Saturday, December 02, 2017

Sheriff's Department Violated Fourth Amendment by Illegal Surveillance, Two Offending Officers Never Punished

Sheriff DAVID SHOAR never punished Detective Thomas Marmo and Sgt. Brian Canova for videotaping and watching attorney-client meetings. They did so pursuant to orders from SHOAR, the internationally known obstructor of justice in the Michelle O'Connell case. SHOAR is the mentally unbalanced St. Johns County political boss, Republican Lord of All He Surveys, a legend in his own mind.

Posted April 9, 2014 09:11 am - Updated April 10, 2014 12:11 am
St. Johns deputies violated suspect's rights with secret recording

Two St. Johns County Sheriff’s Office deputies violated a constitutional right and the federal wiretapping law, a federal court ruled, when the two secretly recorded conversations between a suspect and his attorney and forcibly took a written statement from the suspect.

Detective Thomas Marmo and Sgt. Brian Canova were investigating Joel Studivant for a potential violation against a domestic violence injunction. Marmo was interviewing Studivant with his attorney, Anne Marie Gennusa.

Studivant and Gennusa did not know they were being recorded, and Studivant began preparing a written statement. Marmo then left the room to talk to Canova. Studivant and his lawyer talked and decided not to give the statement.

Canova and Marmo watched through a hidden camera.

Marmo came back into the interview room and forcibly grabbed the written statement from the lawyer and arrested Studivant.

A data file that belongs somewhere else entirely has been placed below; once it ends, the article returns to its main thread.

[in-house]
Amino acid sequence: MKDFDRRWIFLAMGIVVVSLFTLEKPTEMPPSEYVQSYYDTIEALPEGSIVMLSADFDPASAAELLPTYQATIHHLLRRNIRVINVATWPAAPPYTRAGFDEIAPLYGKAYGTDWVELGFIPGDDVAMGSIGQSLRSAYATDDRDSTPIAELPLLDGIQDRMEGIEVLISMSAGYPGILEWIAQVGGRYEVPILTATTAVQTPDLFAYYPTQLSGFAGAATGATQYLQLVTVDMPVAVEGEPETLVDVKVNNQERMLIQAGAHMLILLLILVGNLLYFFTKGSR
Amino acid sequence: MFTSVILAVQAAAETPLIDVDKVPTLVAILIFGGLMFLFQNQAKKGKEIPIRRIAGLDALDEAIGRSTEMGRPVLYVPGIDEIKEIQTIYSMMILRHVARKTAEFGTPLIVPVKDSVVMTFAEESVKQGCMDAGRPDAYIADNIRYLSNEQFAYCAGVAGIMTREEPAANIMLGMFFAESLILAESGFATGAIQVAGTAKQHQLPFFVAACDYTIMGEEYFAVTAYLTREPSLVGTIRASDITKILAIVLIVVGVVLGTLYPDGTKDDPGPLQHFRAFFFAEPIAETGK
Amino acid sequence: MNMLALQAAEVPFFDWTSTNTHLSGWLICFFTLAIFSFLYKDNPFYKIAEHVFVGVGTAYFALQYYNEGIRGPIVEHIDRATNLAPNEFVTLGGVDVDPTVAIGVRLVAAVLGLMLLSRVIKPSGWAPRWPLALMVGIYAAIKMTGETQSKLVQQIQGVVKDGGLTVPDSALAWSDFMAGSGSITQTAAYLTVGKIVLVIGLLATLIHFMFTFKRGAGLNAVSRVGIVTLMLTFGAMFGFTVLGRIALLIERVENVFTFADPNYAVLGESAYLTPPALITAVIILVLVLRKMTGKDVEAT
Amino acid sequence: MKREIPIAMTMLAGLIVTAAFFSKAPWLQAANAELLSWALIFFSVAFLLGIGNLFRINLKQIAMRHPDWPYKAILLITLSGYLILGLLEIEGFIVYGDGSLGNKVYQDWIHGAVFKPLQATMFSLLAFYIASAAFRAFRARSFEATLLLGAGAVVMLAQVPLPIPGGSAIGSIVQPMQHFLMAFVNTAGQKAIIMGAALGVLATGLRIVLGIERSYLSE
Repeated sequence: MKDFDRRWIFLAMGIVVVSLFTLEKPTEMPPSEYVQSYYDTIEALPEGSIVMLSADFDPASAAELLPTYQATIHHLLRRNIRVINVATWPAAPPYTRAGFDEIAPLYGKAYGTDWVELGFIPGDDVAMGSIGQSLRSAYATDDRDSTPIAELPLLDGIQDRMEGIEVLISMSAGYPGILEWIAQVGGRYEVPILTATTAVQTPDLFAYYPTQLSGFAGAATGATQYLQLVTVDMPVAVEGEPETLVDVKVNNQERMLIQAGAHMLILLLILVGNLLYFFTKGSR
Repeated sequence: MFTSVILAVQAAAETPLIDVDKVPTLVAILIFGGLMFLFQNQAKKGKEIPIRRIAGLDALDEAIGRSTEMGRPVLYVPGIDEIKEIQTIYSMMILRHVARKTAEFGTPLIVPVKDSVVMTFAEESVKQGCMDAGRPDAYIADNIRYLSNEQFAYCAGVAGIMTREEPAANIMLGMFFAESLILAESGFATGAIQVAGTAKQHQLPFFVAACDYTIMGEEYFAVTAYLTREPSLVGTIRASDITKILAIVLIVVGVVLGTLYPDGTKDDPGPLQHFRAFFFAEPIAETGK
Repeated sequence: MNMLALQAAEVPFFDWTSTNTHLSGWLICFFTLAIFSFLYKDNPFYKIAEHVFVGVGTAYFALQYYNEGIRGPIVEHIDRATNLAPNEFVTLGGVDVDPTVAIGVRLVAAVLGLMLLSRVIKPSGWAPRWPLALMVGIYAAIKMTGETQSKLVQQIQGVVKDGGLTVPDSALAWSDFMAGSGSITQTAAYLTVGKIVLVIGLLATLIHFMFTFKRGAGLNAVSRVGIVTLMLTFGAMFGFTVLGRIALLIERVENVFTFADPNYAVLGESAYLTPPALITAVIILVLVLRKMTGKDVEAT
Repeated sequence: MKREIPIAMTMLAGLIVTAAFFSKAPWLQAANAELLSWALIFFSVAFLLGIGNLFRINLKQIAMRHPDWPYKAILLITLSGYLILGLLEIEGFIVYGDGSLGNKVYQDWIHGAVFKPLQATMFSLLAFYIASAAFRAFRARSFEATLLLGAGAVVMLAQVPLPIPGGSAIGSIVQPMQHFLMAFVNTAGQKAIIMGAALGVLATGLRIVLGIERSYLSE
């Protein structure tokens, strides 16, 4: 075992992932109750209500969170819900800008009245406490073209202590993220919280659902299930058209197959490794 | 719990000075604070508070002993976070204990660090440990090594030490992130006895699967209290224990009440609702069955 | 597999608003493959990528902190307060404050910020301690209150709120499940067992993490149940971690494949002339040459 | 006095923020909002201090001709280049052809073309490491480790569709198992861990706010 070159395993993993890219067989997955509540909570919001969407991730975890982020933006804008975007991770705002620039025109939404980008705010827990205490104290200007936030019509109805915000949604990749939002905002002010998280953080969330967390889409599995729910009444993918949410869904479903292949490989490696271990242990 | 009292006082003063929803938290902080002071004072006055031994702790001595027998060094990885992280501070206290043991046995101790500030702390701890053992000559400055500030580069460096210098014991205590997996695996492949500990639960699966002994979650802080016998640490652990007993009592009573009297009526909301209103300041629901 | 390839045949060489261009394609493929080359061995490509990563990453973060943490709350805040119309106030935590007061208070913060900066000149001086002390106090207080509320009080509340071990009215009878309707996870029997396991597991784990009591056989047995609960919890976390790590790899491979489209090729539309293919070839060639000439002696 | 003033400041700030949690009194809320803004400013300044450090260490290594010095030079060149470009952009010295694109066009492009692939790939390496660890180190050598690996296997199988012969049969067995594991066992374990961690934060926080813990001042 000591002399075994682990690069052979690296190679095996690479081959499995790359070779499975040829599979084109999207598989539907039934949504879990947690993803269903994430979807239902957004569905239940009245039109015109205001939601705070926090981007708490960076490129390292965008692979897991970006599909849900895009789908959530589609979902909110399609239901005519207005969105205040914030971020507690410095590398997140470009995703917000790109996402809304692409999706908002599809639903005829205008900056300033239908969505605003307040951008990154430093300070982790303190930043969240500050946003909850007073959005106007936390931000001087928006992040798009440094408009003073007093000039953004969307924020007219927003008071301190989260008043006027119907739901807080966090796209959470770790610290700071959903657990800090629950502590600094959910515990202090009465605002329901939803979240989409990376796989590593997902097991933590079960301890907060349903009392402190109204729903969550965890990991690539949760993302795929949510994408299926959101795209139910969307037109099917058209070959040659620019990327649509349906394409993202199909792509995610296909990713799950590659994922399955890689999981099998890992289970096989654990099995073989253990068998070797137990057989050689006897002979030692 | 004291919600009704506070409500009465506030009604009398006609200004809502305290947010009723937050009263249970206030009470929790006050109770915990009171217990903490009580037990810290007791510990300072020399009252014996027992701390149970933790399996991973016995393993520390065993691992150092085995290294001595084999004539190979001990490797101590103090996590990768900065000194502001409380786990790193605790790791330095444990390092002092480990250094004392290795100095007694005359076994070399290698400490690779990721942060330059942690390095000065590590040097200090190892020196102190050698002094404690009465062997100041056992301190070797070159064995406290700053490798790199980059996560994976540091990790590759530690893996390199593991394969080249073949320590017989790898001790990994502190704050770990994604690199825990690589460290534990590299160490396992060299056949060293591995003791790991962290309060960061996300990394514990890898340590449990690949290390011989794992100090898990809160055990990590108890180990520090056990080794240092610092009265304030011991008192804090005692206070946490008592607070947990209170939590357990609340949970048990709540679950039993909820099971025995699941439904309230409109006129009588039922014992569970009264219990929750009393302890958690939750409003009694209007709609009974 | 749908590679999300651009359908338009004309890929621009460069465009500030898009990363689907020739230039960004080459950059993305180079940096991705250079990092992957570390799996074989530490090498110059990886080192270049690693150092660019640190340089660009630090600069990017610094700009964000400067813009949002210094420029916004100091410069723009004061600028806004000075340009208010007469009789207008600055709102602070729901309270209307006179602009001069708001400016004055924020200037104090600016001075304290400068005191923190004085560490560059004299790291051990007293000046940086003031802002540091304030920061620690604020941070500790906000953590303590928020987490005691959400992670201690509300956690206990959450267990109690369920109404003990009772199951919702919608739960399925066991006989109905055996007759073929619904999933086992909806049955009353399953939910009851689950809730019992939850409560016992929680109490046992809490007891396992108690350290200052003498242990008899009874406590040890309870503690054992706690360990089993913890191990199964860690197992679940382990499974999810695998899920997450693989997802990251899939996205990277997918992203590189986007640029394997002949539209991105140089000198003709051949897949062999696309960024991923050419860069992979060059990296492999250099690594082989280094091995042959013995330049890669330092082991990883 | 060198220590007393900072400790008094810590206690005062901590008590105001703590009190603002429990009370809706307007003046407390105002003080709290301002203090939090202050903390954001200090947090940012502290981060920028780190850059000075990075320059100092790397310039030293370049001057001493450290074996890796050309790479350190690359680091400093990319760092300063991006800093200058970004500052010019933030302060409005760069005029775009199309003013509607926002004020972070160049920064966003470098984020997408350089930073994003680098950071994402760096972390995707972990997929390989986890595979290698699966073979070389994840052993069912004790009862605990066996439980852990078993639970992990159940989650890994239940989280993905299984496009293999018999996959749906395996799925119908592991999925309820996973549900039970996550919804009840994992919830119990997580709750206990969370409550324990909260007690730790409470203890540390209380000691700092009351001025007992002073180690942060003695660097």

The criminal charges were eventually dismissed after a deferred prosecution agreement.

It doesn’t matter, the 11th U.S. Circuit Court of Appeals said, that Gennusa wasn’t harmed. It matters that Marmo took something that didn’t belong to him.

If Marmo believed evidence was about to be destroyed, he could argue that he could’ve taken the evidence without a warrant.

But the deputies had no reason to believe they couldn’t have obtained the evidence with a warrant.

The court also ruled the two violated Studivant’s and Gennusa’s rights by secretly recording the two.

Studivant had no reason to expect he was being recorded, the court ruled, because he wasn’t under arrest, especially because he was having a privileged conversation with his attorney.

“The government has no weighty law-enforcement, security, or penological interest in recording, without a warrant, the attorney-client conversations of a person who has not been arrested, even if those conversations take place in an interview room at a sheriff’s office,” the court ordered.

St. Johns County Sheriff’s Office spokesman Chuck Mulligan said he couldn’t comment because the court’s ruling can still be appealed.

Edward Adelbert Slavin · 

Apparently, no punishment was ever meted out to the the two officers --whom four judges in two courts held illegally listened in on attorney-client conversations, in violation of the Fourth Amendment. St. Johns County Sheriff David Shoar habitually violates constitutional rights. The St. Augustine Record must investigate his misfeasance, malfeasance and nonfeasance.
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For more on SHOAR and his record of violating citizens' constitutional rights, please  consult the Eleventh Circuit Court of Appeals decision in the Gennusa v. Canova case: , and the 14,000 word New York Times investigation and the PBS Frontline and NBC Dateline investigations at: "Two Gunshots on a Summer Night," by Walt Bogdanich and Glenn Silber  PBS Frontline documentary, "A Death in St. Augustine" and 2016 followup:

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